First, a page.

Though treatment has advanced, smaller tumors linked to better outcomes
We’ve made significant strides in breast cancer treatment in recent years, including “targeted” drugs such as Herceptin that zero in on specific abnormal proteins found in certain breast tumors; wider use of hormonal therapies that lower the risk of a breast cancer recurrence; and better chemotherapy regimens. But according to a new study, a woman’s chances of survival still depend on early detection.
The study, of nearly 174,000 Dutch breast cancer patients between 1999 and 2012, found overall survival rates improved, including among women with more advanced cancer. But survival odds were best when women’s tumors were caught early.
“The general prospects for a woman diagnosed with breast cancer in the Western world are very good,” said lead researcher Madeleine Tilanus-Linthorst, M.D., of Erasmus University Medical Center in the Netherlands.
Researchers found an 88 percent five-year survival rate among women diagnosed with breast cancer between 2006 and 2012. That figure is up from 83 percent among women diagnosed with the cancer between 1999 and 2005. The increased survival rate extended to women with more advanced cancer. Among those with larger tumors—more than 2 inches across—the research revealed the five-year survival rate rose 10 percentage points, from 63 percent to 73 percent.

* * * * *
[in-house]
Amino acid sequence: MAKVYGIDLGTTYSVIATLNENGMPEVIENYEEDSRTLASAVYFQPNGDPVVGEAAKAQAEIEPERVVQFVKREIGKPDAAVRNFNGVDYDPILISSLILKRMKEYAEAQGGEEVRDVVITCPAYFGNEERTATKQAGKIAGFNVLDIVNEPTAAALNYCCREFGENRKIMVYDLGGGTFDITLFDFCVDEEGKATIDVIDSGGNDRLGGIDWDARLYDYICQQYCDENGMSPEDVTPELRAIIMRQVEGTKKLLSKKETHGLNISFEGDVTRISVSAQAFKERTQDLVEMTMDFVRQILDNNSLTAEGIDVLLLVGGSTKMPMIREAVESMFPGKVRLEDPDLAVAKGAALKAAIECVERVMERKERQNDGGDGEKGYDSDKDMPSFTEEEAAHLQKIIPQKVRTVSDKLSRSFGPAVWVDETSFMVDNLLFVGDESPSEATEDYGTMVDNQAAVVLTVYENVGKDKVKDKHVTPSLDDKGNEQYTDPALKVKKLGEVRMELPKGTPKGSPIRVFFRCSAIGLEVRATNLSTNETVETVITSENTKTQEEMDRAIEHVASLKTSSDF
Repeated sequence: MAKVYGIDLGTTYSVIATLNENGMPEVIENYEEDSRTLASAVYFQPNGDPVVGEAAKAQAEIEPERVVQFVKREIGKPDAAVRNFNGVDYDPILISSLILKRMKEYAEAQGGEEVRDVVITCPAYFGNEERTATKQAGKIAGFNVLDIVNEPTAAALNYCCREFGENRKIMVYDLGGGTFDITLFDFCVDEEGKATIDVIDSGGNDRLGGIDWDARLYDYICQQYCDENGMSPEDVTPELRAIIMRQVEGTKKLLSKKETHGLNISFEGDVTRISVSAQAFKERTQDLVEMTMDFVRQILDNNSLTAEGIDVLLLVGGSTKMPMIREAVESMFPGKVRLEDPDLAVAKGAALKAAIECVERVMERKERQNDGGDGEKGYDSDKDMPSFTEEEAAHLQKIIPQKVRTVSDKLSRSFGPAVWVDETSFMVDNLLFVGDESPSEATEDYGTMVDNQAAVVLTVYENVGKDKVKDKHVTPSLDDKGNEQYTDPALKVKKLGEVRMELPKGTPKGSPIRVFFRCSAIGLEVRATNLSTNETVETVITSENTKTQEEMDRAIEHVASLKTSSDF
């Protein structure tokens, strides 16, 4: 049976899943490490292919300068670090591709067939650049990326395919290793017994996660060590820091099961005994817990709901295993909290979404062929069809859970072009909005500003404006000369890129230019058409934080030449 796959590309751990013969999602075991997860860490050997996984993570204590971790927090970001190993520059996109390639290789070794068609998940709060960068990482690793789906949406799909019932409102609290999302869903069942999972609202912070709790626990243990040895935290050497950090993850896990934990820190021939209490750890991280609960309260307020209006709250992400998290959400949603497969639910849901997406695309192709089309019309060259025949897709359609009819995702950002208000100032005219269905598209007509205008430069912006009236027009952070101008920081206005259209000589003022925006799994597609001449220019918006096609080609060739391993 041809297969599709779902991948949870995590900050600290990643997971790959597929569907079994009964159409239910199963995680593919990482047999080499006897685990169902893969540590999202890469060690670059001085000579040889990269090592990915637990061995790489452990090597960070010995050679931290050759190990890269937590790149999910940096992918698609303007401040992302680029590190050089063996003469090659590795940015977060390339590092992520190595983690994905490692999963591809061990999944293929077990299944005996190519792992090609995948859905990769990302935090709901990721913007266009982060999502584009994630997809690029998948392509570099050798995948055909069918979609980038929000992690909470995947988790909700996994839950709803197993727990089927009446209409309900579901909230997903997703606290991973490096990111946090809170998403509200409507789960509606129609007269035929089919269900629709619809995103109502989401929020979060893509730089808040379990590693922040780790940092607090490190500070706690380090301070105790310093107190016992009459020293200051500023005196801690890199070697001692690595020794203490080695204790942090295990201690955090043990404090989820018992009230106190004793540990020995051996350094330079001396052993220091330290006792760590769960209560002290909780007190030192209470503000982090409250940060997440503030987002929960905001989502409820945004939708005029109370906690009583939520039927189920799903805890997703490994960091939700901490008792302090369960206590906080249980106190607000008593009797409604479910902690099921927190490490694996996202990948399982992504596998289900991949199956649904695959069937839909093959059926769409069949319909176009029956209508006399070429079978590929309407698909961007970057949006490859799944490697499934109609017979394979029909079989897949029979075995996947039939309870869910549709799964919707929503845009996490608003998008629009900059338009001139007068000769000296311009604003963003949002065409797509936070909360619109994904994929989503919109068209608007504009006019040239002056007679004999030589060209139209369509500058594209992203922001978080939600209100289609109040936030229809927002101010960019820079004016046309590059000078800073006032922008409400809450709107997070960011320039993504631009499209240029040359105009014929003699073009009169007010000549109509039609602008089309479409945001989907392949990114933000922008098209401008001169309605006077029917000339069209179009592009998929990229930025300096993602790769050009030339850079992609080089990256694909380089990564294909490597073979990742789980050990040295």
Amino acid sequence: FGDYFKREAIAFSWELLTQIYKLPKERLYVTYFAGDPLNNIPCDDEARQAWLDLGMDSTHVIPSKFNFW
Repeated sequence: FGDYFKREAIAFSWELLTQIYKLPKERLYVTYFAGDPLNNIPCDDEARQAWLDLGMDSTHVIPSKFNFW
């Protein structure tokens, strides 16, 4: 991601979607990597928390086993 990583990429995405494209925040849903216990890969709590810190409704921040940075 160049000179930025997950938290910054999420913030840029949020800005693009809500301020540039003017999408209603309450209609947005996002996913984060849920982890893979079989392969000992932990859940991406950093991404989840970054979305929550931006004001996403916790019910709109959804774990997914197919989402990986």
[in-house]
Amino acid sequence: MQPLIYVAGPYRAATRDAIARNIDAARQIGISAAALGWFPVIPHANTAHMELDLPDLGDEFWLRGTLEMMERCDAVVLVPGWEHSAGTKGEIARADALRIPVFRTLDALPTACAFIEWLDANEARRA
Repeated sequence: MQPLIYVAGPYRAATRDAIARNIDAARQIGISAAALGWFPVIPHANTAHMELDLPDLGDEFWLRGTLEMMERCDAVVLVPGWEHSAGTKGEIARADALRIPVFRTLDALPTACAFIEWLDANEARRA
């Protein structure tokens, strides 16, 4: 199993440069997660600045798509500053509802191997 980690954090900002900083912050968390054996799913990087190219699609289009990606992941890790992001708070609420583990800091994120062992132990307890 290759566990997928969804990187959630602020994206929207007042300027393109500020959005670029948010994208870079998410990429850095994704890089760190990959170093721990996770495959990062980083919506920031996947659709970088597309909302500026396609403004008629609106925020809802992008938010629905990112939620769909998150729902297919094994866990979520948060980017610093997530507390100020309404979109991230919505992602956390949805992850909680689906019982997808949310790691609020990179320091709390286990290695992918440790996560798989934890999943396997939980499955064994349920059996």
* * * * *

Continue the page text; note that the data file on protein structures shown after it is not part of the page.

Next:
But the smaller a woman’s tumor at diagnosis, the better the outcome, the study found. Of women diagnosed in more recent years, nearly all survived at least five years if their tumor was caught when it was less than three-quarters of an inch across. In fact, their five-year survival rates were comparable to those of an average woman their age who’d never been diagnosed with breast cancer.
“Catching the cancer early is still highly important,” Dr. Tilanus-Linthorst said.
Of the women diagnosed between 2006 and 2012, she noted, 65 percent had their tumors caught when they were still less than three-quarters of inch in size, suggesting size does matter.
In this study, women diagnosed with breast cancer in more recent years were more likely to receive the latest therapies. They were also more likely to receive “breast conserving” surgery—where only the tumor and some surrounding tissue are removed—and less likely to undergo a radical mastectomy. But even with these new treatments, tumor size at diagnosis remained a key factor in a woman’s outlook.
This is key because it points out the benefits of mammograms, something that has been debated lately, especially for women younger than 50. The American Cancer Society and some other groups suggest yearly mammograms starting at age 40. The U.S. Preventive Services Task Force, however, issued guidelines suggesting that women begin screening at age 50, and continue every two years to reduce the worry caused by false-positive mammogram results, lessen invasive testing and prevent unnecessary treatment.
It should be noted that black women are more likely to develop aggressive, hard-to-treat breast cancers at younger ages than their white counterparts. And though we’re diagnosed with breast cancer less than white women, we have higher death rates from the disease.